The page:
Vineyard Updates: How to Propagate


For those of you, who like us, grow a few vines at home, we’ll be publishing a few tips on our blog on how we do things here in our vineyards. This post, we’ll cover some of the maintenance that happens this time of year, along with the beginnings of how we propagate vines.


Vine Pulling and Maintenance

We’re getting into that season where we’re thinking ahead to next year. In the vineyard, once Harvest is finished, we get lots of maintenance done, including wire repair, and pulling out any plants that are getting a little too old or unproductive. We make sure to keep an eye out for any vines that are not healthy during the summer, mark them, and we come back to pull them out and replace them.

We often tell visitors how deep a vine’s root system goes, and you really notice when you try and pull one up: this normally takes a tractor and at least two people to do it properly. You’ll see here that Kyle and Harold are working together to secure the vine for the tractor to rip it out.

Now that the vine is out of the ground, we wait at least year for the soil to recover, and then plant the following spring.


Beginning to Propagate

Depending on the vine in question, we either order in vines from a propagator (oftentimes, vinifera and other vines require grafting to grow properly: an explanation for another time), or we can propagate them ourselves if we have access to the vines we’re looking for more of.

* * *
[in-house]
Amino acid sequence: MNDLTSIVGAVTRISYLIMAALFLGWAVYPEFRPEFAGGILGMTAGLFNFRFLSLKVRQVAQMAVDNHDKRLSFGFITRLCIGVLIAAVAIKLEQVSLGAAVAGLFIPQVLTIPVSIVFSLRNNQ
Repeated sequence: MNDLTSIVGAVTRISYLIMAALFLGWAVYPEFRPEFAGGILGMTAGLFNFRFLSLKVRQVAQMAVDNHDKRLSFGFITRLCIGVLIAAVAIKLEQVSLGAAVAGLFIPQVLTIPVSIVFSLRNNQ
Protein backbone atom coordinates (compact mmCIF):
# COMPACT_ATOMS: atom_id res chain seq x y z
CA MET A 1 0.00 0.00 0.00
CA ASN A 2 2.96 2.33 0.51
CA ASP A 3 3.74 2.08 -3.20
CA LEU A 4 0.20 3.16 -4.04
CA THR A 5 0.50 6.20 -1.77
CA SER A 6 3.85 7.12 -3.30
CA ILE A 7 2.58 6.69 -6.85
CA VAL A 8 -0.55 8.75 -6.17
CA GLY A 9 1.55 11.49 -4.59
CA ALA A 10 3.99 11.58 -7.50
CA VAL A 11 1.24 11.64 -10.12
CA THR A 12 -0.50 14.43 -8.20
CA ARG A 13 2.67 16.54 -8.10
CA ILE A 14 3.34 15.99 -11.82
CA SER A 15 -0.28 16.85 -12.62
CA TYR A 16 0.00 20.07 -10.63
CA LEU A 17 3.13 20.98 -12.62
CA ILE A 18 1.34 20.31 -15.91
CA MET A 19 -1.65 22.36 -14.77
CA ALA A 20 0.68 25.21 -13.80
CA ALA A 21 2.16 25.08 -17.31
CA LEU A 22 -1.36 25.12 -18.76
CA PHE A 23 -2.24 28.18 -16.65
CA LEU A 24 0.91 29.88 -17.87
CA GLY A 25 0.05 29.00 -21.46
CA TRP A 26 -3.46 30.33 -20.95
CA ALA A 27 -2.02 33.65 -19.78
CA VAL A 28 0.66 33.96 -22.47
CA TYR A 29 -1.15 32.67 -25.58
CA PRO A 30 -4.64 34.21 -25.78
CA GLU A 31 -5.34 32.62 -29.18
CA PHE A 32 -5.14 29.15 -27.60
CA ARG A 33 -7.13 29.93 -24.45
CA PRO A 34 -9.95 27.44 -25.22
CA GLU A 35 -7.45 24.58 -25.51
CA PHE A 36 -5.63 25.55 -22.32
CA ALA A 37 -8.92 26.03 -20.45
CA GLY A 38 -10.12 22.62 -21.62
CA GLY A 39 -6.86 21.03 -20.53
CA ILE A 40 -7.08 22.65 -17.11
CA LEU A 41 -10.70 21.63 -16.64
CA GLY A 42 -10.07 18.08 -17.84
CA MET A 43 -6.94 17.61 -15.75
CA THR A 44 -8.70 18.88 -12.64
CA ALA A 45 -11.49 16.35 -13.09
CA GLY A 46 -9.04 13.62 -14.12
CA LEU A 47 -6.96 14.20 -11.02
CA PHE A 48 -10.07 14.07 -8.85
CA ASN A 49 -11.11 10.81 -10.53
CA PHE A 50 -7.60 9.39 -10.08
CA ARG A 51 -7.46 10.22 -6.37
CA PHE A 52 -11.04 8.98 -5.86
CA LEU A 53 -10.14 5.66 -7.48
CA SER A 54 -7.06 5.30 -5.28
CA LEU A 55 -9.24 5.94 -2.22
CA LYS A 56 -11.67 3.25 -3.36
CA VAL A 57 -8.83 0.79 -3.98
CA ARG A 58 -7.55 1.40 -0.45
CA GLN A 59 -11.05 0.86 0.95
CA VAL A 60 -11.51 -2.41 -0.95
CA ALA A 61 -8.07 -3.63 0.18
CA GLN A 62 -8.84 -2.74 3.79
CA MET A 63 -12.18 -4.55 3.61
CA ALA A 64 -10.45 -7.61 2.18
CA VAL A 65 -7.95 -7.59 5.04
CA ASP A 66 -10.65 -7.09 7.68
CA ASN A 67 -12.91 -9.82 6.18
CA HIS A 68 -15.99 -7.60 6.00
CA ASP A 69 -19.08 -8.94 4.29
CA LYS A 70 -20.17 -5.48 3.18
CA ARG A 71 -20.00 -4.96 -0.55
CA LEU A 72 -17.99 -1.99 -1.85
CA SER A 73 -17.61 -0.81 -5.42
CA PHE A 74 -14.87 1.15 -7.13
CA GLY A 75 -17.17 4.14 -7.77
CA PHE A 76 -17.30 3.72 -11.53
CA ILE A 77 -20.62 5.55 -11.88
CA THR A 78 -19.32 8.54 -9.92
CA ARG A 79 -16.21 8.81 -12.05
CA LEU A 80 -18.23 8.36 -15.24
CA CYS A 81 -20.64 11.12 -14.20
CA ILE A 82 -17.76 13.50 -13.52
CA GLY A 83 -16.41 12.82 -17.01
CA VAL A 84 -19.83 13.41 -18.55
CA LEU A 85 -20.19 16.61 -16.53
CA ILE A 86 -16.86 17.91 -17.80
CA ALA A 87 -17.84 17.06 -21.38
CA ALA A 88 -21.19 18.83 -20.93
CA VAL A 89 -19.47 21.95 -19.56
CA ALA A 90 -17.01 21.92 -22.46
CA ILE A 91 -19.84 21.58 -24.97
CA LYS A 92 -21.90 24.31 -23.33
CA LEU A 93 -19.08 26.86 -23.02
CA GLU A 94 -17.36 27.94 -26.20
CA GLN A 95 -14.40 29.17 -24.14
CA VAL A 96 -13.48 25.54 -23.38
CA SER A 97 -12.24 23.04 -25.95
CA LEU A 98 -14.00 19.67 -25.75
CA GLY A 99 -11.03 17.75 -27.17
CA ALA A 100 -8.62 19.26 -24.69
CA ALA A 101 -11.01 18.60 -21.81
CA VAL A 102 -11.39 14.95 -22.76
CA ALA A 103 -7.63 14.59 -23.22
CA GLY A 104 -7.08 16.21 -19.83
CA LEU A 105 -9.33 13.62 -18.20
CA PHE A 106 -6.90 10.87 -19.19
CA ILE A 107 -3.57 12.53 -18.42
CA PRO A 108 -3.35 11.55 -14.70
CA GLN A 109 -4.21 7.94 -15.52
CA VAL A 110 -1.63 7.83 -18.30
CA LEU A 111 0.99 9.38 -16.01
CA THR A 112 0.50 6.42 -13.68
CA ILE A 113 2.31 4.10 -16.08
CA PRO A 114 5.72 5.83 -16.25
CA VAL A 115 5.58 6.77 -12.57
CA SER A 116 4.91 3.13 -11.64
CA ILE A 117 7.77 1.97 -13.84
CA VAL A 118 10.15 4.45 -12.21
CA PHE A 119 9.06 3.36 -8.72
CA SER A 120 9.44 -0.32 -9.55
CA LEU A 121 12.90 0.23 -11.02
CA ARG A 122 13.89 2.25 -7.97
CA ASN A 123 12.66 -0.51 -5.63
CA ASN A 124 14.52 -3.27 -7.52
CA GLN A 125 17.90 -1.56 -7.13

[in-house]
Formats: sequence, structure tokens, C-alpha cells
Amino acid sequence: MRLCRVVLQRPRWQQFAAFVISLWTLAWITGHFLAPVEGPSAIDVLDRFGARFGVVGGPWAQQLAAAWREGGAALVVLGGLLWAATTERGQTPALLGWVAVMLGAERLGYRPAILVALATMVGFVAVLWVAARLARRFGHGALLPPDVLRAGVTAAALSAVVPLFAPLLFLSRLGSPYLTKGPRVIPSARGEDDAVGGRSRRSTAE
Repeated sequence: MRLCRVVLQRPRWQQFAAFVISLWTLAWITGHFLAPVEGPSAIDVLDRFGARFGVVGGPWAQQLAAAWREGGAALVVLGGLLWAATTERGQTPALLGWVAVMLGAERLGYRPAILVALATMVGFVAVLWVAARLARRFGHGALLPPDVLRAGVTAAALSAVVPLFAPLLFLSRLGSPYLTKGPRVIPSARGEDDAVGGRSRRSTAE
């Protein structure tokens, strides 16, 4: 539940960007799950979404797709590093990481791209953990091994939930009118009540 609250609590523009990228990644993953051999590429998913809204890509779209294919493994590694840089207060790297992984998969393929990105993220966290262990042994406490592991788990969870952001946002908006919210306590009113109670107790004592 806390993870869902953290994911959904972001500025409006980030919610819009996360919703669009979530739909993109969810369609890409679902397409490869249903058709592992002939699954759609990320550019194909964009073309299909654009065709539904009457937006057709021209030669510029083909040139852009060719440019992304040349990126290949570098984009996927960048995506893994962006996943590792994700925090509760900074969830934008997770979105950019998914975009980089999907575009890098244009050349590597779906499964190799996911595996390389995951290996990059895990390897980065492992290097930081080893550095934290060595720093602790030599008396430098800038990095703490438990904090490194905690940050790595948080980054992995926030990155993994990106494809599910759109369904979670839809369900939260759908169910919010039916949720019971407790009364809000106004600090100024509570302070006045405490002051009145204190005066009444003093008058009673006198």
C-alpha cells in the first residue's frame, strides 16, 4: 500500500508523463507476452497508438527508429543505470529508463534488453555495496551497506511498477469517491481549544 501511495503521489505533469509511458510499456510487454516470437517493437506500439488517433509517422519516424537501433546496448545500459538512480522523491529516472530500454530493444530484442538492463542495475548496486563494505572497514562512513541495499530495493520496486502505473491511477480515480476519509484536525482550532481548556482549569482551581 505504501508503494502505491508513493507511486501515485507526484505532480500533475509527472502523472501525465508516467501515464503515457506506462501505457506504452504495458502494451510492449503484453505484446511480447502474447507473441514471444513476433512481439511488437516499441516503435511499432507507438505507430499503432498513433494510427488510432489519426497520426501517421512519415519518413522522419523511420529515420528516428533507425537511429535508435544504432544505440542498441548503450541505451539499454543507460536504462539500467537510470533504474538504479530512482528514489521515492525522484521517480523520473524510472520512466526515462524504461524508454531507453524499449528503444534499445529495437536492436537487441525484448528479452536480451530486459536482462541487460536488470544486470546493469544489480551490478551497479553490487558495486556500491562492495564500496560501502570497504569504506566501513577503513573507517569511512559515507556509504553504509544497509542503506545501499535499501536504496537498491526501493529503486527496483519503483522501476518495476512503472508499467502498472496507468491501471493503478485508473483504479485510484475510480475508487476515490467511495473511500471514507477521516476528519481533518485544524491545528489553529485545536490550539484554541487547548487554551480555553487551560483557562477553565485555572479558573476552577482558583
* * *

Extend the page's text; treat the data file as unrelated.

If we’re propagating in-house, which we are for our new plantings of Baco Noir, we head outside and start pruning! We clip off this year’s healthiest canes from our best plants, making sure that each cutting has multiple buds on it for new growth to spring from. We’ll go into more detail in a few months when we prune the rest of the vineyard.

Once we’ve harvested as many of these clippings from the vineyard, it’s time to store them! We’ll start allowing them to grow as we get into the spring, but for the time being, we need to keep them safe.

“Safe” means well hydrated. A dry cutting could freeze and die over the winter, so it’s very important to keep them covered, cool (but not too cold), and damp. There are lots of ways to achieve this, but we used large containers with layers of water and paper to retain moisture, and then sealed it all in with plastic bags. They then pack them away in the barn where the temperature doesn’t drop too cold in the winter months.

We’ll revive the vines in the spring, and get going on planting shortly thereafter. You’ll hear from me again in a few months where we’ll pick up where we left off with our Baco Noir vines. I’d tell you more, but I’m learning this all for the first time too!





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